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I. Beginning of the lesson: Greeting

T: How do you do, children!?

Cl: How do you do, teacher!?

T: How are you, children!?

Cl: We are fine. And what about you?

T: I'm fine, too, thank you.

T: Are you ready for the lesson?

T: That's good.

II. Phonetic drills:

T: Let's begin our work with phonetic drills.

a) [w] - where, which, wonder. [] - cat, fat, sat.

[i:] - see, street, please.

  1. T: Listen to the tape-recorder and repeat after it. (Tongue-twisters).

I. Aim:

T: The subjects of our today's discussion are Nature's seven greatest wonders. In the 2nd century BC people made a list of the most impressive and beautiful manmade objects in the world. They were called The Seven Wonders of the World. But what do you think are some of the greatest wonders of the twentieth century?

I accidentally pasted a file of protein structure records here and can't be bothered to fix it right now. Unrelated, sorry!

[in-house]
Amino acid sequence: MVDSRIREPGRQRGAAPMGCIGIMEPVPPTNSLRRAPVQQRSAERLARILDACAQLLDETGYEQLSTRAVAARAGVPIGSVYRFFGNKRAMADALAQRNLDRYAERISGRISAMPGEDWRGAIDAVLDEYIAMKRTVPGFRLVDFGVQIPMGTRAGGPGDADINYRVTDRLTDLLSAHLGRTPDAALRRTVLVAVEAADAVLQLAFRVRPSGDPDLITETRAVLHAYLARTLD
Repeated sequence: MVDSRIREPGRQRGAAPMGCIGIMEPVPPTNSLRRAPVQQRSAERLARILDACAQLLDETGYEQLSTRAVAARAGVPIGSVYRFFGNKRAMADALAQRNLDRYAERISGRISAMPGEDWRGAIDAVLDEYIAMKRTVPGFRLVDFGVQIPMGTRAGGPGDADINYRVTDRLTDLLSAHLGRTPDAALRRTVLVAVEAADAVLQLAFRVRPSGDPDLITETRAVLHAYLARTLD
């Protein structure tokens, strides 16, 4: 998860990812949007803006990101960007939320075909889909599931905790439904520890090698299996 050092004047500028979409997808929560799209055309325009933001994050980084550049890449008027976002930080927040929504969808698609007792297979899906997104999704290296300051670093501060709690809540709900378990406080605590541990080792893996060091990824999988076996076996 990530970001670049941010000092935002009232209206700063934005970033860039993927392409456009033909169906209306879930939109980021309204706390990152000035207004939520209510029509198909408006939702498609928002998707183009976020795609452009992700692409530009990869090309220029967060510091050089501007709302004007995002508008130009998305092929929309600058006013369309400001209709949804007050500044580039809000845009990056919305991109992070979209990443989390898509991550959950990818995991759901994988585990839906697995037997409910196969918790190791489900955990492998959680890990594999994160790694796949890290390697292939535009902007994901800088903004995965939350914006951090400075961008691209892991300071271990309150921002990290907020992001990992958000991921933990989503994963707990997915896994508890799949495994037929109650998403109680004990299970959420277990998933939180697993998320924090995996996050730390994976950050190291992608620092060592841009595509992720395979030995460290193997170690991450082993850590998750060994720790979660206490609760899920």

IV. Eliciting:

(Elicit information about wonders)

a) What things do you associate with the word wonder?

(The pupils name the wonders and draw the Mind-Map).

b) 1. Why do you think that computer is a wonder?

2. What adjectives can we use to describe a wonder?

3. Is it possible to say that the greatest wonder of the world is simply our life?

(The pupils share their opinions).

T: From the list below choose the adjectives to these wonders:

Interesting, impressive, beautiful, man-made, modern, famous.

V. Monologue speech

T: You've read the text at home about those things which you can see in the pictures. The information below will help you to make up short reports.


The Grand Canyon: unusual, ['kaenjan] 80 miles long 4-18 miles across a fantasy of stones and cliffs


The Colorado River - nature's main assistant.


Glacier Bay: Alaska

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